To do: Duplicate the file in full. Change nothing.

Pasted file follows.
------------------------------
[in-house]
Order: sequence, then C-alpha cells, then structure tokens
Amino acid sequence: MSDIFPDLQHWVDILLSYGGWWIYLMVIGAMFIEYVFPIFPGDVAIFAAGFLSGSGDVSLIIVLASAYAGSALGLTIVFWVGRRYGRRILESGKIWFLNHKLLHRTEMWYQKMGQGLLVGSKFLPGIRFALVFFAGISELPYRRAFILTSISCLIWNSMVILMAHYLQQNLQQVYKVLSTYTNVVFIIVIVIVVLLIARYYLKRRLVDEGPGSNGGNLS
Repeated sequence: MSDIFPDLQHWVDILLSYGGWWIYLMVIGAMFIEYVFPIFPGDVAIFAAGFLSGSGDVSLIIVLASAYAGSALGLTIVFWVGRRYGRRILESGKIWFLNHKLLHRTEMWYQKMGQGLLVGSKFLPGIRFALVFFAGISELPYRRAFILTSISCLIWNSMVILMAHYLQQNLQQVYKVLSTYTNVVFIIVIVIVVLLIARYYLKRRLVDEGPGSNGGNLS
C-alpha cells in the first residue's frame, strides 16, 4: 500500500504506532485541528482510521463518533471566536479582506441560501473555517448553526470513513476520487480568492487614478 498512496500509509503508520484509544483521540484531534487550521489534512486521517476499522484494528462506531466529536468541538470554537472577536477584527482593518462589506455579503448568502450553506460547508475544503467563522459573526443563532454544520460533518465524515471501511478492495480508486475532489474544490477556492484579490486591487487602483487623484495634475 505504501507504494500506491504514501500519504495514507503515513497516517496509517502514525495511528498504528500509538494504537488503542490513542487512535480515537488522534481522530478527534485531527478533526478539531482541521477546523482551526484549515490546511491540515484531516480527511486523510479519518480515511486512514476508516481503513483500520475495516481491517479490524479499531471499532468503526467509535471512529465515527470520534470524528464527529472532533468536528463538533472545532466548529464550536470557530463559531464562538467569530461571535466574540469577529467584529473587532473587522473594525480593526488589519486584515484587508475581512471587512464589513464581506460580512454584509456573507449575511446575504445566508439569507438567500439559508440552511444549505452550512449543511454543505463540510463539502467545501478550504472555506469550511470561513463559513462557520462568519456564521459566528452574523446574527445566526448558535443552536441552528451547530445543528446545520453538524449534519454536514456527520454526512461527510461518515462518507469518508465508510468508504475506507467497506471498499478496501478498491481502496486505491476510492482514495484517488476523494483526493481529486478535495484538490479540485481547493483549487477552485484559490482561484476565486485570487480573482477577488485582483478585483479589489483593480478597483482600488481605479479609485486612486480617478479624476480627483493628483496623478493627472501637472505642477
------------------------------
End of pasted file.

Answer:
[in-house]
Order: sequence, then C-alpha cells, then structure tokens
Amino acid sequence: MSDIFPDLQHWVDILLSYGGWWIYLMVIGAMFIEYVFPIFPGDVAIFAAGFLSGSGDVSLIIVLASAYAGSALGLTIVFWVGRRYGRRILESGKIWFLNHKLLHRTEMWYQKMGQGLLVGSKFLPGIRFALVFFAGISELPYRRAFILTSISCLIWNSMVILMAHYLQQNLQQVYKVLSTYTNVVFIIVIVIVVLLIARYYLKRRLVDEGPGSNGGNLS
Repeated sequence: MSDIFPDLQHWVDILLSYGGWWIYLMVIGAMFIEYVFPIFPGDVAIFAAGFLSGSGDVSLIIVLASAYAGSALGLTIVFWVGRRYGRRILESGKIWFLNHKLLHRTEMWYQKMGQGLLVGSKFLPGIRFALVFFAGISELPYRRAFILTSISCLIWNSMVILMAHYLQQNLQQVYKVLSTYTNVVFIIVIVIVVLLIARYYLKRRLVDEGPGSNGGNLS
C-alpha cells in the first residue's frame, strides 16, 4: 500500500504506532485541528482510521463518533471566536479582506441560501473555517448553526470513513476520487480568492487614478 498512496500509509503508520484509544483521540484531534487550521489534512486521517476499522484494528462506531466529536468541538470554537472577536477584527482593518462589506455579503448568502450553506460547508475544503467563522459573526443563532454544520460533518465524515471501511478492495480508486475532489474544490477556492484579490486591487487602483487623484495634475 505504501507504494500506491504514501500519504495514507503515513497516517496509517502514525495511528498504528500509538494504537488503542490513542487512535480515537488522534481522530478527534485531527478533526478539531482541521477546523482551526484549515490546511491540515484531516480527511486523510479519518480515511486512514476508516481503513483500520475495516481491517479490524479499531471499532468503526467509535471512529465515527470520534470524528464527529472532533468536528463538533472545532466548529464550536470557530463559531464562538467569530461571535466574540469577529467584529473587532473587522473594525480593526488589519486584515484587508475581512471587512464589513464581506460580512454584509456573507449575511446575504445566508439569507438567500439559508440552511444549505452550512449543511454543505463540510463539502467545501478550504472555506469550511470561513463559513462557520462568519456564521459566528452574523446574527445566526448558535443552536441552528451547530445543528446545520453538524449534519454536514456527520454526512461527510461518515462518507469518508465508510468508504475506507467497506471498499478496501478498491481502496486505491476510492482514495484517488476523494483526493481529486478535495484538490479540485481547493483549487477552485484559490482561484476565486485570487480573482477577488485582483478585483479589489483593480478597483482600488481605479479609485486612486480617478479624476480627483493628483496623478493627472501637472505642477